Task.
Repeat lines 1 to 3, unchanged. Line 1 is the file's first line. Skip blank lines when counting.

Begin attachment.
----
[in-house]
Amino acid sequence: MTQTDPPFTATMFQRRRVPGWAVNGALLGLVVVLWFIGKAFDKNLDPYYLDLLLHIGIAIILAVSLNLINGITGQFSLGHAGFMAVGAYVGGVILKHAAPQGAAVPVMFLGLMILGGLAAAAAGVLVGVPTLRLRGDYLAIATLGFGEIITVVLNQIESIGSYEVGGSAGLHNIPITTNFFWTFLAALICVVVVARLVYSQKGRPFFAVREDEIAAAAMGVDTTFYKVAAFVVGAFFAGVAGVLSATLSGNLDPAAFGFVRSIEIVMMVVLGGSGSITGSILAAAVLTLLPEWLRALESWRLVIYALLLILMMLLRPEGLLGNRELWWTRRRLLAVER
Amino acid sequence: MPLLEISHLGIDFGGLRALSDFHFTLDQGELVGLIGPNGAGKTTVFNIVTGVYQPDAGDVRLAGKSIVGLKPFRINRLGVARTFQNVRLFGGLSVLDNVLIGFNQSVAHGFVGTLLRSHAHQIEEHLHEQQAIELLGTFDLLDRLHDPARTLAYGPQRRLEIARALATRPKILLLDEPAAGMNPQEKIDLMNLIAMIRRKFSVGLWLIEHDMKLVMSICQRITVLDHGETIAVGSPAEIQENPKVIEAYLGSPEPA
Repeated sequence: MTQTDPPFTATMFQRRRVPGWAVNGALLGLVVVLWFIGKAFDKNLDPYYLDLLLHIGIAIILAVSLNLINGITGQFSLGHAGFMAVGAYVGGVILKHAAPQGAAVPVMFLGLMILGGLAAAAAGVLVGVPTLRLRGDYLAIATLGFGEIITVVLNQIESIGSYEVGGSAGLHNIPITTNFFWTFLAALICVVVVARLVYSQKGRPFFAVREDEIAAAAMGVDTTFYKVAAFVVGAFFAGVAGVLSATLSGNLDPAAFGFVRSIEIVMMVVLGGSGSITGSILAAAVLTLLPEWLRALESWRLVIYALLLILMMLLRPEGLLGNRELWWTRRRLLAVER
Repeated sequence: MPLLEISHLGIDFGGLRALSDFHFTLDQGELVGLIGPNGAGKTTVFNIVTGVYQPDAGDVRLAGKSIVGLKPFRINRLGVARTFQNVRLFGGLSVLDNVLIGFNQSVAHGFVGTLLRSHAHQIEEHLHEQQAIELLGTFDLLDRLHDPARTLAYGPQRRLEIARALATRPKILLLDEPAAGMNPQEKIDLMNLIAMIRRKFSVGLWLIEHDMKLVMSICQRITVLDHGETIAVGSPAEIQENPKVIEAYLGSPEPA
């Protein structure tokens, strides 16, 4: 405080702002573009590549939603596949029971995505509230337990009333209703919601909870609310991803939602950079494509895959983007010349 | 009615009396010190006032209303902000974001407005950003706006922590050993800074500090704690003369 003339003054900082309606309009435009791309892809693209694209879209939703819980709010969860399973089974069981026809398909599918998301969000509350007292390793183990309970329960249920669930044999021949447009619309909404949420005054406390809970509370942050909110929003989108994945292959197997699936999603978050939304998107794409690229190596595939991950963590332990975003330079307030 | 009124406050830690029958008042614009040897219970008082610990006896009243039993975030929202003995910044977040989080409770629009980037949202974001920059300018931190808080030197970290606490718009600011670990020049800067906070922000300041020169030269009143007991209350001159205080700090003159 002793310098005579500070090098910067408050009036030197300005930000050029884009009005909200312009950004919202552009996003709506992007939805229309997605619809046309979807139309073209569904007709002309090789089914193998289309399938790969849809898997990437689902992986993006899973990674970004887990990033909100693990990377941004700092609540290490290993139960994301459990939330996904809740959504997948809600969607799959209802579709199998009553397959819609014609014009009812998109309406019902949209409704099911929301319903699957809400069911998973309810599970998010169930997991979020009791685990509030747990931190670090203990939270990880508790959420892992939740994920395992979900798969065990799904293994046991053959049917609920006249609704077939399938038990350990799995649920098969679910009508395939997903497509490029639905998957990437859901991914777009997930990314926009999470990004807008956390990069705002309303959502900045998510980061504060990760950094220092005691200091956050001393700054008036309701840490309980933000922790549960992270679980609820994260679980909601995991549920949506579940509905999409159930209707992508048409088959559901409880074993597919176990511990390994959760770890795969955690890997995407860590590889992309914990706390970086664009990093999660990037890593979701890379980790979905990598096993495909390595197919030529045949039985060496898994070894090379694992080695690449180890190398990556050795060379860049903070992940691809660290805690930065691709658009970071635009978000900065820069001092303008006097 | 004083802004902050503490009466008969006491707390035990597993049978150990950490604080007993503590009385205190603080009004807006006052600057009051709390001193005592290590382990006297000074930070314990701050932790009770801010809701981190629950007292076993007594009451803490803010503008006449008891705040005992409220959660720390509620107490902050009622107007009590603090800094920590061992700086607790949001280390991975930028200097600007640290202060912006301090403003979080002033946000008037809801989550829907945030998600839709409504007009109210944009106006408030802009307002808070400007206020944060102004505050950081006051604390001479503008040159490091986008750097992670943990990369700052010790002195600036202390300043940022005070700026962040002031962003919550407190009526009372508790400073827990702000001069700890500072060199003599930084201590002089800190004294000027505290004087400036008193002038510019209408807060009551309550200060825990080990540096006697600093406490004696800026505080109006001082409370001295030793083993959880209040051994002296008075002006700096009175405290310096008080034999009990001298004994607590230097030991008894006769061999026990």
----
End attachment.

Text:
[in-house]
Amino acid sequence: MTQTDPPFTATMFQRRRVPGWAVNGALLGLVVVLWFIGKAFDKNLDPYYLDLLLHIGIAIILAVSLNLINGITGQFSLGHAGFMAVGAYVGGVILKHAAPQGAAVPVMFLGLMILGGLAAAAAGVLVGVPTLRLRGDYLAIATLGFGEIITVVLNQIESIGSYEVGGSAGLHNIPITTNFFWTFLAALICVVVVARLVYSQKGRPFFAVREDEIAAAAMGVDTTFYKVAAFVVGAFFAGVAGVLSATLSGNLDPAAFGFVRSIEIVMMVVLGGSGSITGSILAAAVLTLLPEWLRALESWRLVIYALLLILMMLLRPEGLLGNRELWWTRRRLLAVER
Amino acid sequence: MPLLEISHLGIDFGGLRALSDFHFTLDQGELVGLIGPNGAGKTTVFNIVTGVYQPDAGDVRLAGKSIVGLKPFRINRLGVARTFQNVRLFGGLSVLDNVLIGFNQSVAHGFVGTLLRSHAHQIEEHLHEQQAIELLGTFDLLDRLHDPARTLAYGPQRRLEIARALATRPKILLLDEPAAGMNPQEKIDLMNLIAMIRRKFSVGLWLIEHDMKLVMSICQRITVLDHGETIAVGSPAEIQENPKVIEAYLGSPEPA